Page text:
Why did Cisco just forbid me from looking at whatever the heck I want on my home network?

kreiley

The latest Cisco firmware update for my Linksys Router pushes me to use Cisco Connect Cloud to access admin functions. Ummm, I didn't have any problem using admin functions before, but ok....I guess. However, the TOS agreement then makes me agree not to use my router for "obscene, pornographic or offensive purposes." What!?!? I'll look at obscene offensive pornographic material if I want to in the privacy of my home! In all seriousness, now that I'm out of college and a dad, that isn't on the top of my to do list, but I don't think that is anyone's business but mine, and certainly not Cisco's. Why in the world would my router just forbid me from looking at whatever legal thing I want to, and then threaten to "discontinu[e] [my] service without prior notice.....and without refund or compensation" if I look at something they don't approve of?

Topic: Networking
Answer this Question

Answers

4 total
jimlynch
Vote Up (28)

Wow, that does seem very odd. Maybe it's time to get a new router? It could be Cisco's lawyers told them to put that junk in for legal reasons. Still, it's quite pushy and might anger some of their customers.

I use a Time Capsule for my router, but you can also get an AirPort router from Apple that might work for you. Here's a link:

http://store.apple.com/us/browse/home/shop_mac/mac_accessories/airport_w...

tswayne
Vote Up (26)

Apparently, a lot of folks shared your concerns about Cisco's pushing you into their Connect Cloud services, and started a good old fashioned interwebs freak out that, er, freaked out Cisco.  I read a blog post from Cisco that morning, and Cisco reversed itself and reverted back to making existing "traditional" router set-up and management the default.  You can now opt in to using the Connect Cloud for admin purposes, if you so desire, which seems to me to be the way it should have been done in the first place.   

AppDevGuy
Vote Up (24)

 

I suspect that it was just boilerplate language that Cisco uses for various TOS (Terms of Service).  Even so, I wouldn't appreciate it either.  I mean, come on, now you have to connect to Cisco's servers in order to manage your own hardware?!?  

 

With the existing Patriot Act, and the fact that the House of Representative is continually passing or attempting to pass bills to increase the government's ability to access your information without a warrant, I don't like data about my router traffic in the hands of yet another company.  I also have my doubts that Cisco could keeps its grubby mitts off of all that interesting data for long, even if they don't intend to use it at this point.  It is just too tempting.  

 

There is a way to revert back and not use Cisco Connect Cloud (which I would do immediately, incidentally):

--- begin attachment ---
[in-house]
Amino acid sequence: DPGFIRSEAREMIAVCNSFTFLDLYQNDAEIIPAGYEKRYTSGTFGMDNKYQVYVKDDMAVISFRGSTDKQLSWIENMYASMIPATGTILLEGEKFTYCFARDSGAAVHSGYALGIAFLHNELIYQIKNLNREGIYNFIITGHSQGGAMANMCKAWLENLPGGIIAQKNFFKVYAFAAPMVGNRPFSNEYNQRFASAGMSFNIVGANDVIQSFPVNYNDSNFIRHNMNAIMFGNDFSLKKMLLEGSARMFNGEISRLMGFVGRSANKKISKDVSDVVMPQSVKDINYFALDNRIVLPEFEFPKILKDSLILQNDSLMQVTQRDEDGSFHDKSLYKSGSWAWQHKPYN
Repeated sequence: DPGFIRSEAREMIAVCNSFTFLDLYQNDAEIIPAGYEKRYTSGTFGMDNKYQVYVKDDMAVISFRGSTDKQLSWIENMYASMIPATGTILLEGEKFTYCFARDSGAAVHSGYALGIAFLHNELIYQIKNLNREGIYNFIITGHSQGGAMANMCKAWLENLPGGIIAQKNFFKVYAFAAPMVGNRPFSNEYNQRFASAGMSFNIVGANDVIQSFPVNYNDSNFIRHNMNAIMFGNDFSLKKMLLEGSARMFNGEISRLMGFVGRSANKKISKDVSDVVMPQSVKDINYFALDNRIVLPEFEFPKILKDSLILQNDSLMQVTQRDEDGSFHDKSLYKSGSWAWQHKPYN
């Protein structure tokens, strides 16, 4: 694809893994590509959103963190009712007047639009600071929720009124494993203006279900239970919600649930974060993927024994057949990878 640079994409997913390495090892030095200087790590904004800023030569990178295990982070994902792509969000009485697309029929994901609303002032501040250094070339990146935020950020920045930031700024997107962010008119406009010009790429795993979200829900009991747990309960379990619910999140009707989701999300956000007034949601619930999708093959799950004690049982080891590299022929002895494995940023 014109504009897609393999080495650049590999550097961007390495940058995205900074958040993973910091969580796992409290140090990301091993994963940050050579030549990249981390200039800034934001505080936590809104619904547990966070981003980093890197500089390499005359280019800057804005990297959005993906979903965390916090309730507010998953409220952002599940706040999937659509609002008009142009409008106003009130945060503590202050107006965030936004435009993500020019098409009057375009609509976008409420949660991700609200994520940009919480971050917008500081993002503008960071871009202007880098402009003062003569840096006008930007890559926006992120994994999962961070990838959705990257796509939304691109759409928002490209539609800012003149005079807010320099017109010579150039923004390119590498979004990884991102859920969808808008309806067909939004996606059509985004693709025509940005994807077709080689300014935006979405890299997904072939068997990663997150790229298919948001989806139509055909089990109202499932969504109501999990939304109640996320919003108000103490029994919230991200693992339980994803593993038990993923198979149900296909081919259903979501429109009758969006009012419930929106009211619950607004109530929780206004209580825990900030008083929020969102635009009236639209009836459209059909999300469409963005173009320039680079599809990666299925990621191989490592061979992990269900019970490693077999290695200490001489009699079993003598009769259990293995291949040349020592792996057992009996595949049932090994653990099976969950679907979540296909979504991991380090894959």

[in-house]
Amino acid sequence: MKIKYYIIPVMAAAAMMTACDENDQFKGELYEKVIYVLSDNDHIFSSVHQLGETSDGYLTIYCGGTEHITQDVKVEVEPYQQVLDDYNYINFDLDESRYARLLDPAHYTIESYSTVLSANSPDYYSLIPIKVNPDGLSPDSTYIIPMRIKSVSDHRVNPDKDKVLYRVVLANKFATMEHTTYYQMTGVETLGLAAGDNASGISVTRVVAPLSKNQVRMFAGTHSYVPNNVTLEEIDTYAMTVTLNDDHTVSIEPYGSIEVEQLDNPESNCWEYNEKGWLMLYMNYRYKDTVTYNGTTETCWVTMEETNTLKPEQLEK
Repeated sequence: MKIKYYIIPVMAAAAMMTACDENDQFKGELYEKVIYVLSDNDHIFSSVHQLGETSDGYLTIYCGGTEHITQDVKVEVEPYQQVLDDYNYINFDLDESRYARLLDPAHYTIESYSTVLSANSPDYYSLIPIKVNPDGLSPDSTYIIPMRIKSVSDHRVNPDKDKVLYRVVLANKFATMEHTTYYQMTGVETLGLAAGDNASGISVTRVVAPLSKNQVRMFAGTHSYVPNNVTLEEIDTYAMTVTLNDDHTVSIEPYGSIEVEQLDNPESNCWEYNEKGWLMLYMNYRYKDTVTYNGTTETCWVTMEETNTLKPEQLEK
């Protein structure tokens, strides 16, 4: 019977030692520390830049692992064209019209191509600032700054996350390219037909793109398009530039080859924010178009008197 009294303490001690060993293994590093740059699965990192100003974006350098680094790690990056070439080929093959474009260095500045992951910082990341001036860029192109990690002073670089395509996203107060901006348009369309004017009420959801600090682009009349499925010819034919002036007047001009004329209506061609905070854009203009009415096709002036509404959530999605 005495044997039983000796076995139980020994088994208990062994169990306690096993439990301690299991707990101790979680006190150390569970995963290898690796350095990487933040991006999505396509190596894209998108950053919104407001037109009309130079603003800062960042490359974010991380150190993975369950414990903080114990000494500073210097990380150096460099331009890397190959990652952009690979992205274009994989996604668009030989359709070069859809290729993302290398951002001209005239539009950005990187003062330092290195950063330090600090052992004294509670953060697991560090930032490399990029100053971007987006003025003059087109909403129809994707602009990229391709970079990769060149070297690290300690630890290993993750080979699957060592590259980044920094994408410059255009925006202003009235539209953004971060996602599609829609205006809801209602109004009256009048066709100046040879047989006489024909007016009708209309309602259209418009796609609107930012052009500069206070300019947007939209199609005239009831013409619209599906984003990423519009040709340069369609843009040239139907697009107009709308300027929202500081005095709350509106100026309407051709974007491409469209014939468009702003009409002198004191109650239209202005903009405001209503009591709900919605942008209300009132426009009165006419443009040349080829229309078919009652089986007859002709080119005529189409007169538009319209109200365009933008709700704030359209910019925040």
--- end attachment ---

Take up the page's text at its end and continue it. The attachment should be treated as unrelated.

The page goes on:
http://www6.nohold.net/Cisco2/ukp.aspx?vw=1&docid=227c9e6286124532ac52a6...

 

georgia8869

  Testbells excellent study guides on all the rage and career-oriented exams together with Cisco, Testbells leads your way to a talented vision in the field of in sequence Technology. Testbells also provides you a quantity of services to make your professional career brighter and doing well. Testbells introduces individual offers that provide you extra benefits in buying Cisco brain dumps Cisco Certification

Ask a question

Join Now or Sign In to ask a question.
Facebook is testing a way to let users of its mobile app search for posts shared with them in the past.
Thanks to the cloud, the “as a service” trend is getting a little out of control
Baidu and Tencent are teaming up with a Chinese shopping mall operator in a joint venture that could steal business away from local e-commerce giant Alibaba Group.
For two years, Google has quietly been developing autonomous flying vehicles that can be used to deliver packages for disaster relief or for commerce purposes, the company revealed Thursday.
It seems like poaching drivers is par for the course in the ride-sharing industry.
IBM continues to make the case for the nascent field of cognitive computing, showing off some Watson prototypes Thursday that could help speed scientific discovery in the medical field, by scanning large volumes of literature and data far more quickly then humans can, and suggesting possible leads.
NASA migrated 65 software applications, including its flagship NASA.gov website to the cloud in 22 weeks, and the space agency is still in the midst of a massive deployment to the cloud.
Is it crazy to pay $1300 for a Chromebook? Some reflections after a year and a half of living with Google's luxurious Pixel.
After several years of Internet infrastructure investment, with increased local content generation and Internet users, Africa seems to be getting the attention of major global network operators and content distribution networks.
Links are, in many ways, the lifeblood of the Internet. They are a good thing but not when they bait you into thinking you're getting something you're not. Links, and more specifically clicking on them, may make the Internet go round, but when that stream becomes a never-ending cycle of buffoonery, scheming and outright lies on sites like Facebook it can be pretty unbearable.
Join us:
Facebook

Twitter

Pinterest

Tumblr

LinkedIn

Google+

randomness